Let $H$ be a subgroup of a finite group $G$.Given an irreducible representation $\pi$ of $G$,we may decompose its restriction to $H$ into irreducible $H$- representations.Show that every irreducible representation of $H$ can be obtained in this way. My initial idea was to use induced representations,but later I wanted prove this result without appealing to that concept.I am stuck with this problem for quite some time.Please help.Thanks.


1 Answer 1


I'm not really sure why you'd insist you don't want to use induced representations here; Frobenius reciprocity means it's the natural approach, and this is an immediate corollary of Frobenius reciprocity...

But OK. Suppose there is an irreducible representation $\sigma$ of $H$ which isn't contained in the restriction of an irreducible representation of $G$. Then $\sigma$ doesn't occur in the restriction to $H$ of the regular representation $\Bbb{C}[G]$ of $G$, which contains a copy of $\Bbb{C}[H]$, and hence of $\sigma$, so you're done.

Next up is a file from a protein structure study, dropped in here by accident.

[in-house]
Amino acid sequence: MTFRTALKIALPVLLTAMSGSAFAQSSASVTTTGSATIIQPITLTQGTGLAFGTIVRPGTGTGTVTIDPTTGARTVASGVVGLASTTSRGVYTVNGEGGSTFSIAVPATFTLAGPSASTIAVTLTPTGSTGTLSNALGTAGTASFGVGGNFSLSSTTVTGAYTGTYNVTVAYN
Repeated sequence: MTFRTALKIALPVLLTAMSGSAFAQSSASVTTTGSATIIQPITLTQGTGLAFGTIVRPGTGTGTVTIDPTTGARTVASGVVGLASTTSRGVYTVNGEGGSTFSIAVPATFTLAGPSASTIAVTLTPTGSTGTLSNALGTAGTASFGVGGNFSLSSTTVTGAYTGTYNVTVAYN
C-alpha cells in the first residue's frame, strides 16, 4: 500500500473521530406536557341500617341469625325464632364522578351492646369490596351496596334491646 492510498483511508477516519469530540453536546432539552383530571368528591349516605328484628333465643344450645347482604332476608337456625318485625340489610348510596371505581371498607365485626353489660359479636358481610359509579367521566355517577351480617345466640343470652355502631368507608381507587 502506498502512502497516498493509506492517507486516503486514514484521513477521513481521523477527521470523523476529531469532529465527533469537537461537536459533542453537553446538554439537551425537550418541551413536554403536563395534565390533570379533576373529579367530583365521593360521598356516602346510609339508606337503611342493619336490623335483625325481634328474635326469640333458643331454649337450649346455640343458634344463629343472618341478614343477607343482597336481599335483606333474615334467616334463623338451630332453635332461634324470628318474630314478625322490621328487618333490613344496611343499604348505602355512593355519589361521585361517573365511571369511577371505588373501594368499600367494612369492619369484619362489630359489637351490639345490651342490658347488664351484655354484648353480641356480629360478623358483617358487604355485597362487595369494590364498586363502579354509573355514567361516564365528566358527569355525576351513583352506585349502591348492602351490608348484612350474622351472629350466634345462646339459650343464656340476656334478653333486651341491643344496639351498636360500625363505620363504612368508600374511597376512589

• $\begingroup$ Can you please elaborate your last line a bit? $\endgroup$
    – Ester
    Commented Nov 10, 2015 at 17:22
  • $\begingroup$ There's a canonical embedding $\Bbb{C}[H]\subset\Bbb{C}[G]$ (given by taking coefficients to be zero for basis elements in $G$ but not in $H$), and restriction of $\Bbb{C}[G]$ to $H$ corresponds simply to restricting the action from $G$ to $H$, so $\Bbb{C}[H]$ is a $H$-submodule of $\Bbb{C}[G]$. $\endgroup$
    – PL.
    Commented Nov 10, 2015 at 19:31
  • $\begingroup$ Where have you used the fact that the given representation is irreducible? $\endgroup$
    – Ester
    Commented Nov 10, 2015 at 19:41

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